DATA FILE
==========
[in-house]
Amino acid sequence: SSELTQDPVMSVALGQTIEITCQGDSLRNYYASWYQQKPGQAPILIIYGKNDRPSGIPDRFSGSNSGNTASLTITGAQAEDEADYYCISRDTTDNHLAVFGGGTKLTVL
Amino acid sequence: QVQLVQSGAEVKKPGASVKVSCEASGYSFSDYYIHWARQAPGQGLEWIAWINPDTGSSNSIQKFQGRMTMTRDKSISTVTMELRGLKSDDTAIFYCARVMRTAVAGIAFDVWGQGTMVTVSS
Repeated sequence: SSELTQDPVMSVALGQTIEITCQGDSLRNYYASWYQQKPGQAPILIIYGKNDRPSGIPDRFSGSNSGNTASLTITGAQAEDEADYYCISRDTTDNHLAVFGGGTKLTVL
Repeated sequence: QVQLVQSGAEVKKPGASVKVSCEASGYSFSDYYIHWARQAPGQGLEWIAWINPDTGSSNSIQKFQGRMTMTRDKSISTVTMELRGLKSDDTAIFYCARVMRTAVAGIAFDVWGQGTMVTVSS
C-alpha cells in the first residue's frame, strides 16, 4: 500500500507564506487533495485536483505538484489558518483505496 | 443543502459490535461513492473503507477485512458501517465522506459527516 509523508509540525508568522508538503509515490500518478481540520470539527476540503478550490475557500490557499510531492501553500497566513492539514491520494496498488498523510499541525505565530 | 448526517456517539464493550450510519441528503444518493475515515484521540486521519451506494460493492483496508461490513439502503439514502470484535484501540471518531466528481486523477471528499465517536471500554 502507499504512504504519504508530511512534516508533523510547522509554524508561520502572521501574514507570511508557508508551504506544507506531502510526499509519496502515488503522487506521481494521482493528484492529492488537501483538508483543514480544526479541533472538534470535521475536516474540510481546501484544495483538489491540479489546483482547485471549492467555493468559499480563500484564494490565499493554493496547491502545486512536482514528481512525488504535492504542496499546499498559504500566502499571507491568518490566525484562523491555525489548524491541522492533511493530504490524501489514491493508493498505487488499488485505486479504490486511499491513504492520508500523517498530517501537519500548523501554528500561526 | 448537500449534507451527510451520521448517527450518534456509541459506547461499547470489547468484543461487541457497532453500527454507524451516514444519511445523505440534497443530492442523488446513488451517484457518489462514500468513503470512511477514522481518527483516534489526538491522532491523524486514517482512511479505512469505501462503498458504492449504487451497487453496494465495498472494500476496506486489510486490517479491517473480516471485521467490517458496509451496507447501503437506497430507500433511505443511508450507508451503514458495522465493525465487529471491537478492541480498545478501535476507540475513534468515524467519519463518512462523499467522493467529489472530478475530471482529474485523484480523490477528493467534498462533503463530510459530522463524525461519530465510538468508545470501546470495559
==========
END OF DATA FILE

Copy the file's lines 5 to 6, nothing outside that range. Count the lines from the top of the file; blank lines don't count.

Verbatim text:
Repeated sequence: QVQLVQSGAEVKKPGASVKVSCEASGYSFSDYYIHWARQAPGQGLEWIAWINPDTGSSNSIQKFQGRMTMTRDKSISTVTMELRGLKSDDTAIFYCARVMRTAVAGIAFDVWGQGTMVTVSS
C-alpha cells in the first residue's frame, strides 16, 4: 500500500507564506487533495485536483505538484489558518483505496 | 443543502459490535461513492473503507477485512458501517465522506459527516 509523508509540525508568522508538503509515490500518478481540520470539527476540503478550490475557500490557499510531492501553500497566513492539514491520494496498488498523510499541525505565530 | 448526517456517539464493550450510519441528503444518493475515515484521540486521519451506494460493492483496508461490513439502503439514502470484535484501540471518531466528481486523477471528499465517536471500554 502507499504512504504519504508530511512534516508533523510547522509554524508561520502572521501574514507570511508557508508551504506544507506531502510526499509519496502515488503522487506521481494521482493528484492529492488537501483538508483543514480544526479541533472538534470535521475536516474540510481546501484544495483538489491540479489546483482547485471549492467555493468559499480563500484564494490565499493554493496547491502545486512536482514528481512525488504535492504542496499546499498559504500566502499571507491568518490566525484562523491555525489548524491541522492533511493530504490524501489514491493508493498505487488499488485505486479504490486511499491513504492520508500523517498530517501537519500548523501554528500561526 | 448537500449534507451527510451520521448517527450518534456509541459506547461499547470489547468484543461487541457497532453500527454507524451516514444519511445523505440534497443530492442523488446513488451517484457518489462514500468513503470512511477514522481518527483516534489526538491522532491523524486514517482512511479505512469505501462503498458504492449504487451497487453496494465495498472494500476496506486489510486490517479491517473480516471485521467490517458496509451496507447501503437506497430507500433511505443511508450507508451503514458495522465493525465487529471491537478492541480498545478501535476507540475513534468515524467519519463518512462523499467522493467529489472530478475530471482529474485523484480523490477528493467534498462533503463530510459530522463524525461519530465510538468508545470501546470495559